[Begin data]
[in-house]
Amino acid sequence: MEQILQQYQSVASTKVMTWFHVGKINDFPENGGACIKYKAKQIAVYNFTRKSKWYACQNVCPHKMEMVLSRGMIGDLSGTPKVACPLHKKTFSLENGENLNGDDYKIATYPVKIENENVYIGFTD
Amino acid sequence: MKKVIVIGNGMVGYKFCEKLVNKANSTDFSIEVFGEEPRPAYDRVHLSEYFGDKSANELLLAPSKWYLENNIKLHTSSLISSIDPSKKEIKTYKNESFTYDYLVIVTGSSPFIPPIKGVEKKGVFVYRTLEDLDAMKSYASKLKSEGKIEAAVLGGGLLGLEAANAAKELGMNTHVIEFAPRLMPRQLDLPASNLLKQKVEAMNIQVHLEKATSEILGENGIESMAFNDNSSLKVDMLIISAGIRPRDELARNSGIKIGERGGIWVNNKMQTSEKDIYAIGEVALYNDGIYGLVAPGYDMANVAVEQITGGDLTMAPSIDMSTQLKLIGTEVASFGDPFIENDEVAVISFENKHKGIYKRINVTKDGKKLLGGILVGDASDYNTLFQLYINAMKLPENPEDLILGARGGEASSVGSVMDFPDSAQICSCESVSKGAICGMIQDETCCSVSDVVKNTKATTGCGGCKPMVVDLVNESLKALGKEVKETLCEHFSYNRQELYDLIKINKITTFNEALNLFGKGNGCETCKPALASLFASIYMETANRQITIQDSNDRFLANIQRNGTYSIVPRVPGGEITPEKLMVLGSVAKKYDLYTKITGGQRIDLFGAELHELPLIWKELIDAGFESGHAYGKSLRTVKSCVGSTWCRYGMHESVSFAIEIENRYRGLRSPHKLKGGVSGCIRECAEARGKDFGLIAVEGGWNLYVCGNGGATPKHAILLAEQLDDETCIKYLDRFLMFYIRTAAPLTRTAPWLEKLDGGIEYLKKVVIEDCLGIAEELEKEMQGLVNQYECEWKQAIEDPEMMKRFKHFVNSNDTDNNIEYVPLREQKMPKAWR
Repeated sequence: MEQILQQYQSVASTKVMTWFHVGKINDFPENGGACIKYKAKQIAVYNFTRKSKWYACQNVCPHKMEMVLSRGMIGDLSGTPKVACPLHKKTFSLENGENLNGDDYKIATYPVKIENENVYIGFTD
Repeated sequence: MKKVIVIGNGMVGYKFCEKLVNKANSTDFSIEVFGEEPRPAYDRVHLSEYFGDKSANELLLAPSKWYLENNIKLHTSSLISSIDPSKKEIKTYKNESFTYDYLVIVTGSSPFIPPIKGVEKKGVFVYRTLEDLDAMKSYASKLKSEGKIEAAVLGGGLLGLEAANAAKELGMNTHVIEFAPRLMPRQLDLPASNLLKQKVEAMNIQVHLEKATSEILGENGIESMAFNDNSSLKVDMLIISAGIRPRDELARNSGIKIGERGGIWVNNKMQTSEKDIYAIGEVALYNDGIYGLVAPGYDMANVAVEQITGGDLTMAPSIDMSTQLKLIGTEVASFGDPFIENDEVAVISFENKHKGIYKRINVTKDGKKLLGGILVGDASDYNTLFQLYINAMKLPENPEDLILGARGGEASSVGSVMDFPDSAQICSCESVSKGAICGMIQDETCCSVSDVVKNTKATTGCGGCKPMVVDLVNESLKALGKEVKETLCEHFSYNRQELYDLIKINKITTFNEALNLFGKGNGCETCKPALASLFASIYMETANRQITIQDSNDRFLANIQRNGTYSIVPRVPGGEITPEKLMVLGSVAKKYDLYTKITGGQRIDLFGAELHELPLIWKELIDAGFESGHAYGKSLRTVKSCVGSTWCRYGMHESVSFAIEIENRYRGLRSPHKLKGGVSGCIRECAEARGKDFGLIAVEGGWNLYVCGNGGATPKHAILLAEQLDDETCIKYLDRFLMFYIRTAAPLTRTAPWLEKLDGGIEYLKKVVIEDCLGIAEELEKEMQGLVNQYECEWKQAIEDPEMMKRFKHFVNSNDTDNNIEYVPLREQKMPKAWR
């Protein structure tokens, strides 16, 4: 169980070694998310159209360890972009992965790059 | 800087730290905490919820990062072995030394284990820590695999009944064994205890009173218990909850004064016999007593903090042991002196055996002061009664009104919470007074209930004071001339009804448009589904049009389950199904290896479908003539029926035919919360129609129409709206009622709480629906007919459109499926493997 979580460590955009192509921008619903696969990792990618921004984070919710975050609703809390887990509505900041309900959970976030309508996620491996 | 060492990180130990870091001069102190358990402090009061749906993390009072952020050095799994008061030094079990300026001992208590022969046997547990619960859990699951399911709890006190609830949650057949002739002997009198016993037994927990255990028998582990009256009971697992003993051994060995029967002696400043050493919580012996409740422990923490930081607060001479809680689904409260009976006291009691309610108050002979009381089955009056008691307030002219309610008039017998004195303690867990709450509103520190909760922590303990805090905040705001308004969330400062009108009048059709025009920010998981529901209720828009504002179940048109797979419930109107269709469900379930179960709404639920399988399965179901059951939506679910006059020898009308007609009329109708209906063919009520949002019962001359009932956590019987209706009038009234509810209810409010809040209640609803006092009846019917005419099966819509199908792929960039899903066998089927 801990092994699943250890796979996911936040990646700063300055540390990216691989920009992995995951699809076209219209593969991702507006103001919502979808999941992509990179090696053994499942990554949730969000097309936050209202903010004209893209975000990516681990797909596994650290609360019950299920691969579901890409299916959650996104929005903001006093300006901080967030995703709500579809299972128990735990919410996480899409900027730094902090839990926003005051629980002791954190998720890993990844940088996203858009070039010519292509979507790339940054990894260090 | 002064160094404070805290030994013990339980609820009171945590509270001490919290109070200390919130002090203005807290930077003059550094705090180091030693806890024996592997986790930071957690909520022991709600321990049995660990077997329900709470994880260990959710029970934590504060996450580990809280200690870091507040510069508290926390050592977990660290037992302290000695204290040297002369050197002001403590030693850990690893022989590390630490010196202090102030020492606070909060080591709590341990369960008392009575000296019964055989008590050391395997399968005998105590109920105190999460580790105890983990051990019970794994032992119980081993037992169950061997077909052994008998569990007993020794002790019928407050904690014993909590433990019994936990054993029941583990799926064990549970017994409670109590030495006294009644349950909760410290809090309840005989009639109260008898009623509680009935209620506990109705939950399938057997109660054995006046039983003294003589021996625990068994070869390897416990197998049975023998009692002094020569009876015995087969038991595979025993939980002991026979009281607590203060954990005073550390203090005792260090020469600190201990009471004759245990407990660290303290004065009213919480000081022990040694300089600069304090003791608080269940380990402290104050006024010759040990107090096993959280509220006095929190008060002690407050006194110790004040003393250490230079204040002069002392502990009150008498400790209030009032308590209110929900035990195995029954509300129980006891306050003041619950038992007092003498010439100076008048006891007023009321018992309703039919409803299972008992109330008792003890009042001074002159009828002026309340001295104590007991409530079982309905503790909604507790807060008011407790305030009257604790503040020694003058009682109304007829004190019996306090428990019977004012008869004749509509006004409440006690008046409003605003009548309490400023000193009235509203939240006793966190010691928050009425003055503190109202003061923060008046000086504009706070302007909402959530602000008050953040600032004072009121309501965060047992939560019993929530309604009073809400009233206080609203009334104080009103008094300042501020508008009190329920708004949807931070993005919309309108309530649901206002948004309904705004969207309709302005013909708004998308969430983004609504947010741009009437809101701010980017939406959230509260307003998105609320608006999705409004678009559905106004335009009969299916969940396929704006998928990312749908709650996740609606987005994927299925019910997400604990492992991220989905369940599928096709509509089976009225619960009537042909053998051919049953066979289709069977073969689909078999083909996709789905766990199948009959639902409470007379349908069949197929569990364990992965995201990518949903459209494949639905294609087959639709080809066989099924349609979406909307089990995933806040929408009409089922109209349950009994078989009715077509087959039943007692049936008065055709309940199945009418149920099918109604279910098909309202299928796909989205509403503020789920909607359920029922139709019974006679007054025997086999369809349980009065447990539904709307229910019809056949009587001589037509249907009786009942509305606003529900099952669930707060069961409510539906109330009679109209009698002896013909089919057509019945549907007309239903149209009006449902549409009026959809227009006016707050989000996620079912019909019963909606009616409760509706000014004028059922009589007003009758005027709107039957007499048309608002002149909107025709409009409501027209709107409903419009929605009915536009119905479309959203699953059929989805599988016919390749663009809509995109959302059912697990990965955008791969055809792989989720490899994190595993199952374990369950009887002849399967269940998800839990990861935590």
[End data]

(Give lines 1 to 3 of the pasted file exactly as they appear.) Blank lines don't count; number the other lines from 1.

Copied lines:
[in-house]
Amino acid sequence: MEQILQQYQSVASTKVMTWFHVGKINDFPENGGACIKYKAKQIAVYNFTRKSKWYACQNVCPHKMEMVLSRGMIGDLSGTPKVACPLHKKTFSLENGENLNGDDYKIATYPVKIENENVYIGFTD
Amino acid sequence: MKKVIVIGNGMVGYKFCEKLVNKANSTDFSIEVFGEEPRPAYDRVHLSEYFGDKSANELLLAPSKWYLENNIKLHTSSLISSIDPSKKEIKTYKNESFTYDYLVIVTGSSPFIPPIKGVEKKGVFVYRTLEDLDAMKSYASKLKSEGKIEAAVLGGGLLGLEAANAAKELGMNTHVIEFAPRLMPRQLDLPASNLLKQKVEAMNIQVHLEKATSEILGENGIESMAFNDNSSLKVDMLIISAGIRPRDELARNSGIKIGERGGIWVNNKMQTSEKDIYAIGEVALYNDGIYGLVAPGYDMANVAVEQITGGDLTMAPSIDMSTQLKLIGTEVASFGDPFIENDEVAVISFENKHKGIYKRINVTKDGKKLLGGILVGDASDYNTLFQLYINAMKLPENPEDLILGARGGEASSVGSVMDFPDSAQICSCESVSKGAICGMIQDETCCSVSDVVKNTKATTGCGGCKPMVVDLVNESLKALGKEVKETLCEHFSYNRQELYDLIKINKITTFNEALNLFGKGNGCETCKPALASLFASIYMETANRQITIQDSNDRFLANIQRNGTYSIVPRVPGGEITPEKLMVLGSVAKKYDLYTKITGGQRIDLFGAELHELPLIWKELIDAGFESGHAYGKSLRTVKSCVGSTWCRYGMHESVSFAIEIENRYRGLRSPHKLKGGVSGCIRECAEARGKDFGLIAVEGGWNLYVCGNGGATPKHAILLAEQLDDETCIKYLDRFLMFYIRTAAPLTRTAPWLEKLDGGIEYLKKVVIEDCLGIAEELEKEMQGLVNQYECEWKQAIEDPEMMKRFKHFVNSNDTDNNIEYVPLREQKMPKAWR